The church of my youth was tiny, not much bigger than the pole barn in my Aunt Brookie’s backyard, and wrapped in the same light blue metal siding that would get dusty and hot to the touch in summertime. Our old church dwarfed it, with its towering steeple and delicate stain-glass windows nestled in hulking brick walls the rusty color of dried blood. But fewer members need less space, and so here we were in the youth group classroom, which doubled as a nursery during church services. There were at least two big windows in the room, with no curtains or blinds to block the sunlight that streamed in and splashed against the walls. My dad had painted those walls an eggshell white. He did it to appease all the busybodies who worried about his “soul” when he skipped out on church every Sunday to go play golf. But he was also a good painter, and a nice guy, and I’m sure he gritted his teeth while he watched other members of the congregation rolling paint onto the walls in thick gloppy streaks, first veering the roller to the right, then the left, then up, then down, as if it were a car whose driver was lost. I’m sure he shrugged his right shoulder, like he does when he’s irritated, and went back to putting perfect lines of eggshell paint on the walls.
The little youth group room, which doubled as a nursery, played host to my first serious Bible study class. The pastor’s wife, Terri, a tall, sturdy blonde woman with brown eyebrows, was the teacher, and she’d chosen the book of Revelations – focusing specifically on the End of Days – as our topic. There were maybe ten of us kids in the class on a good day, and as is true of most Nazarene churches, everyone was loosely related, either by blood, marriage, or years spent in the same church family. At least three of my cousins were in the class with me, along with two of our teacher’s kids, two of their cousins, and at least another pair or two of siblings. It wasn’t the kind of environment where I could say, “I’m feeling a bit overwhelmed by this topic,” or, “Do you realize that these classes are putting me into a constant state of dread?” for fear that word would get out that Peggy’s oldest girl wasn’t a good enough Christian, or maybe something was wrong with her. I’d probably end up on the Prayer List, which is just a fancy name for the list of people the church was gossiping about.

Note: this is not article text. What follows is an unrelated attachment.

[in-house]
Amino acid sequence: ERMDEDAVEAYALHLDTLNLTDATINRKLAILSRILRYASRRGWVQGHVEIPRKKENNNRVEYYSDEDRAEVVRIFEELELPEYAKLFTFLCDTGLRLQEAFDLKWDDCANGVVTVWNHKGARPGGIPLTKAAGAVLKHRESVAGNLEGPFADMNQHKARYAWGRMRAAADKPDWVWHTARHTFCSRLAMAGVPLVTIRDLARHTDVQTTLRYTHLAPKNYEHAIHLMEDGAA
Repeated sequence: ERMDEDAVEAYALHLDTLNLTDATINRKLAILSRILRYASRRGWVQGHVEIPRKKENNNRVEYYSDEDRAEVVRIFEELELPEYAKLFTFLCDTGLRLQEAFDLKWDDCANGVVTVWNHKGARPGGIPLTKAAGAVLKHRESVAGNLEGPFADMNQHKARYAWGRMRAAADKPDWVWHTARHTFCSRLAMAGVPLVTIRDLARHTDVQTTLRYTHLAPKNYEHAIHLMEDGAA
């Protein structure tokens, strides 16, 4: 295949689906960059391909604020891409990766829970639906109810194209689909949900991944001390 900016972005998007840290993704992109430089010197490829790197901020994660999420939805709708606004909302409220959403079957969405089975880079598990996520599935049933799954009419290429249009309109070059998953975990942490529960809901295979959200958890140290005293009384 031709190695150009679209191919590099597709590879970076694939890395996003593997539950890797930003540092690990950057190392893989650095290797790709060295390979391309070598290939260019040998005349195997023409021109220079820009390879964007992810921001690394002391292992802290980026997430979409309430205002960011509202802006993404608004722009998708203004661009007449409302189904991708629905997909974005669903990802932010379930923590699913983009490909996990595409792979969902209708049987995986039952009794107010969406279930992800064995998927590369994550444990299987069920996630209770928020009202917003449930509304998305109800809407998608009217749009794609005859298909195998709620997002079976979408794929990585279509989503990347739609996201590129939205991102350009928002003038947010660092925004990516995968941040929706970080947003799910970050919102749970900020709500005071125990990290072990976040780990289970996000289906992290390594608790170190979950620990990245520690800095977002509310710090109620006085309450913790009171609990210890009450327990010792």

Our pastor was quite the champion of the End of Days, so the apocalypse was a topic I was used to. He had fire and brimstone in his veins. But this youth group Bible study was something more. I suppose the motivation behind the class was, “let’s tell a bunch of pubescent teens a litany of reasons why the world is coming to an end.” We picked apart Revelations like it was a corpse and we were the county coroners, and it left me feeling just as grim. I would sit there in that sweltering room, breathing in the vaguely sour smell of diapers and baby wipes, the sunlight crashing through the windows, so bright it was easy for me to imagine I was standing in front of God on Judgment Day. Meanwhile, Terri went on in a bizarre, chipper voice about how we had turned into a Godless nation, thus signaling the End of Days. I felt as if there were a heart in each of my ears, pounding and pounding and muffling most of her words. My head was hot and the sweat gathering on the backs of my legs and pooling behind my knees caused me to slide lower in my chair.